Sometimes things will resonate, other times they don’t. When a story doesn’t get traction, you move. This happens a lot in marketing, and it certainly happens in PR. If something isn’t working and the messaging doesn’t resonate, you get to work on the next story.
Rely On Warm Introductions #
When pitching reporters, always do your research. Who are you pitching? What have they been writing about? How have they been covering it? Follow them on Twitter, comment on their stories, focus on building a relationship with them first.
Reporters want to talk to CEOs and co-founders–not PR people. As an early-stage founder, you should be building relationships with reporters and making pitches.
The best way to meet a reporter is through a warm introduction. If a reporter you want to meet has written about someone you know, have them introduce you.
In your intro, you should be able to describe your news in one sentence. Let the reporter know you’re offering them an exclusive. Always offer your story as an exclusive because your audience usually all exists in just a few outlets. The goal is a twenty-minute phone call.
When you get the reporter on the phone, be ready with three to five clear reasons why your news and company is important. At the end of your call, offer your notes and helpful collateral like screenshots, graphs, logos, pictures, etc.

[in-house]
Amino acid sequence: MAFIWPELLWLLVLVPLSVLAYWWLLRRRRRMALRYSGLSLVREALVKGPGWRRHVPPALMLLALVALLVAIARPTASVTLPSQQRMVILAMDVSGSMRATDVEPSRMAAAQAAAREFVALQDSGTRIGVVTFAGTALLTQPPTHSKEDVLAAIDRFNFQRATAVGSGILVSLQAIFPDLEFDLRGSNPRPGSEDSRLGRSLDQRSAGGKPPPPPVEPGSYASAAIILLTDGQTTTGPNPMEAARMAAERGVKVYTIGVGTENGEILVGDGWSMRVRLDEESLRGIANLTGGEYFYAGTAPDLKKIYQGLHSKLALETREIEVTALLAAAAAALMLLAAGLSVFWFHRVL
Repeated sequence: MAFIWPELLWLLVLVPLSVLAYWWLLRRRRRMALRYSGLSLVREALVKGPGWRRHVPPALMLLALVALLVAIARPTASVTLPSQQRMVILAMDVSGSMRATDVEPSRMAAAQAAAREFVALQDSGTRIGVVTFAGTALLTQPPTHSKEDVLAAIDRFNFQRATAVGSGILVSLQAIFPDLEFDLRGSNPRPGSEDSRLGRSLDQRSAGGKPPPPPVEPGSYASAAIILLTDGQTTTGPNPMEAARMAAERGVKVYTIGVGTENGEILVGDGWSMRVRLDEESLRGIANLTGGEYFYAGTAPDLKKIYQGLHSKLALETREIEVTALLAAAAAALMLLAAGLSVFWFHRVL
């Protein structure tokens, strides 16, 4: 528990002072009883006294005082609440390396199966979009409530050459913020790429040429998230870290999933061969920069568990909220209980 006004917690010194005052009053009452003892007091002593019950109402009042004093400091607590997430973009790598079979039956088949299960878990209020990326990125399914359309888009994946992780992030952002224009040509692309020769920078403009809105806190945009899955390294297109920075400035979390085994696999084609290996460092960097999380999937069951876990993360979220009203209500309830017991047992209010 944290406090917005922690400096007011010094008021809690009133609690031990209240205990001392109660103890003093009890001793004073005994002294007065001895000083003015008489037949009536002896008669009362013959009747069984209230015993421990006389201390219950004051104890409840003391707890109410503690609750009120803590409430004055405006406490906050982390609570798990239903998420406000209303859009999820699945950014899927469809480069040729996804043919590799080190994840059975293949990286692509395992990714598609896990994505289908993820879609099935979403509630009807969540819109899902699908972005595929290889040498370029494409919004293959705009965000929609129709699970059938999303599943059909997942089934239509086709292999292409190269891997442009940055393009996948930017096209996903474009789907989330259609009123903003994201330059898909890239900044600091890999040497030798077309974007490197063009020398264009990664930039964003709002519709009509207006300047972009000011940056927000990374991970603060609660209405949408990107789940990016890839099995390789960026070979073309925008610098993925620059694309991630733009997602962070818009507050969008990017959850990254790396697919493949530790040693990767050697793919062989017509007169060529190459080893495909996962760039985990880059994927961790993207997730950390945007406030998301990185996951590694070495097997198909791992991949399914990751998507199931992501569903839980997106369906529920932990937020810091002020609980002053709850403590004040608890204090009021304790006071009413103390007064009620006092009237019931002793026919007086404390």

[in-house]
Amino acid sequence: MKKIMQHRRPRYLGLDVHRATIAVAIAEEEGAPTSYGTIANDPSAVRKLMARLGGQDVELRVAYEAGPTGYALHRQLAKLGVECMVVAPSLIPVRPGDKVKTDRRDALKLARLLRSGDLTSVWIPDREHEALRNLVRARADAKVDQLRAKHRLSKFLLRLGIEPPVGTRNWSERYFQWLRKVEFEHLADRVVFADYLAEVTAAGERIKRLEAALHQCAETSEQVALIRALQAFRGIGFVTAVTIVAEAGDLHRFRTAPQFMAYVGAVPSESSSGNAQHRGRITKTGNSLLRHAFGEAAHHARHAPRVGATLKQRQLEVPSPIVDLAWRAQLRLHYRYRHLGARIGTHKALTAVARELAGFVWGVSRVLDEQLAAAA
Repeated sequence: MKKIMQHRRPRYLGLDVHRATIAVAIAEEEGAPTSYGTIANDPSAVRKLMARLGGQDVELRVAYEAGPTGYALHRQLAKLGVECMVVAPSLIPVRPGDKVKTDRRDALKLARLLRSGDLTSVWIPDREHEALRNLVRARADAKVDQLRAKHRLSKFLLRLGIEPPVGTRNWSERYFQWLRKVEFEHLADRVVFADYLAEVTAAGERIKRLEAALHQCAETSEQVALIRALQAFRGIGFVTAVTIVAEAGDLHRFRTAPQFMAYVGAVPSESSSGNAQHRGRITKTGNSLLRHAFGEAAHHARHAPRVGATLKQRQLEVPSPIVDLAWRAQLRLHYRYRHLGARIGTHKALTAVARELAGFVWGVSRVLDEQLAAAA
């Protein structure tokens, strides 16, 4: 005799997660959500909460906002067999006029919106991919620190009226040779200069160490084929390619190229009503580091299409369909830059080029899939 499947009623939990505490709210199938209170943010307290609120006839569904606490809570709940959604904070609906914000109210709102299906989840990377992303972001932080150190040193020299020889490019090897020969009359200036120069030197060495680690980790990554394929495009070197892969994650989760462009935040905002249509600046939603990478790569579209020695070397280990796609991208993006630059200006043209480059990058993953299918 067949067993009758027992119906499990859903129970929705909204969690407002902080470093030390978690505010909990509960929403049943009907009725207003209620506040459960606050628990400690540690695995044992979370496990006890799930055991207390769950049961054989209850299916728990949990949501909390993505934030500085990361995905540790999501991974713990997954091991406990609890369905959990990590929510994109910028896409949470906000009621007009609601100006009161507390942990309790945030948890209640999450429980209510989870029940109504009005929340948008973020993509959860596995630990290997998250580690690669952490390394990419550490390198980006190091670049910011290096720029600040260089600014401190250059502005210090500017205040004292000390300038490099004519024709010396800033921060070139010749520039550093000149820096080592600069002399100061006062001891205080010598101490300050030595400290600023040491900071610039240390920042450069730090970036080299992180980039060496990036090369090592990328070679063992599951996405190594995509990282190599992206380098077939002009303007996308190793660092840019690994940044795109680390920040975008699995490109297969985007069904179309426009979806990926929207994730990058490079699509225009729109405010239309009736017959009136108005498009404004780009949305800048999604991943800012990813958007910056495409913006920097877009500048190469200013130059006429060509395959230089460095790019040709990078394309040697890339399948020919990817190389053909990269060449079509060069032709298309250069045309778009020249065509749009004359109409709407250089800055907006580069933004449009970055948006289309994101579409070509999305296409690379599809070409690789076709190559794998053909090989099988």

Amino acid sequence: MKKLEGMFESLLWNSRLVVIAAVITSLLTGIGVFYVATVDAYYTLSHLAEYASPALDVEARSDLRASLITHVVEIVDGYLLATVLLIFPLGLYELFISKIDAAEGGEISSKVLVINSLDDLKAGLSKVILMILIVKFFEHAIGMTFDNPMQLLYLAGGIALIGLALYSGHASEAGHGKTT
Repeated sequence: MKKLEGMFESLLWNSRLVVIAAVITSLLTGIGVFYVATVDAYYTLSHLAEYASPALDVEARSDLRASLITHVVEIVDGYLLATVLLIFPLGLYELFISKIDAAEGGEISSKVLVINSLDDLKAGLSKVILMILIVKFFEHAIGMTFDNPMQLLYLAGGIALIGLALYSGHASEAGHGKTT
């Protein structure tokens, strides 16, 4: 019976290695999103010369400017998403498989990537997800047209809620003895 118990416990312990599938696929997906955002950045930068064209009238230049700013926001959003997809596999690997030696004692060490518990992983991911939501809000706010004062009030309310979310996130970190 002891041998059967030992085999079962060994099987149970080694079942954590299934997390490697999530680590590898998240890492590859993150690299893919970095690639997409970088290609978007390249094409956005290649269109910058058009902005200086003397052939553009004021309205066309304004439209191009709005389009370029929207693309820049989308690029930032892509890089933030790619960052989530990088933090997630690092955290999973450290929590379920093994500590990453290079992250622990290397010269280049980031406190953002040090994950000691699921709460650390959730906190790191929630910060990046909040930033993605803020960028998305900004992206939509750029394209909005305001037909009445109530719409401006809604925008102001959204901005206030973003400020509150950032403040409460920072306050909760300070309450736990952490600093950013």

Measuring The Impact #
Measuring results with PR is complicated. If I get you on TV a few times, people start to see you, they start buying your stuff and that’s good PR. But you can’t say that because you were on TV three times that translates into $100K worth of sales.
There is a correlation, but you can’t always trace it. With the trend towards digital, there are more analytics to work with. You can track mentions, you can track sentiment, you can see where people are coming from and how many people click through to your website.
However, “We got a story in the New York Times, and one in the L.A. Times,” does magic for your image even if there are no backlinks involved. It’s the quality of the mention, the quality of the article that matters, and that stuff is harder to quantify.
A front-page story might cost tens of thousands of dollars if you’re advertising but it doesn’t cost a PR agency anything. That’s not to say it’s free. It’s just that the value is in the relationships and understanding how and when to pitch stories.
The benefits of PR are hard to measure but they do exist. To see real PR results you’re better off getting one story every month versus one huge story every year. Don’t combine all of your news into one story, the idea is to spread it out over time.
After about six to twelve months of sharing real news, you should be relatively friendly with two to five reporters. In other words, they’ve written about your company enough that you’ve probably met them in person and certainly they’ll reply to most of your emails.
Links Mentioned #
I got accepted to CXL institutes’ growth marketing mini-degree scholarship. The program runs online and covers 112 hours of content over 12 weeks. As part of the scholarship, I have to write an essay about what I learn each week.
This is post 2 in a series. The rest of the posts are listed here.
If you’d like to get more updates on growth marketing you can follow me on Twitter @joshpitzalis.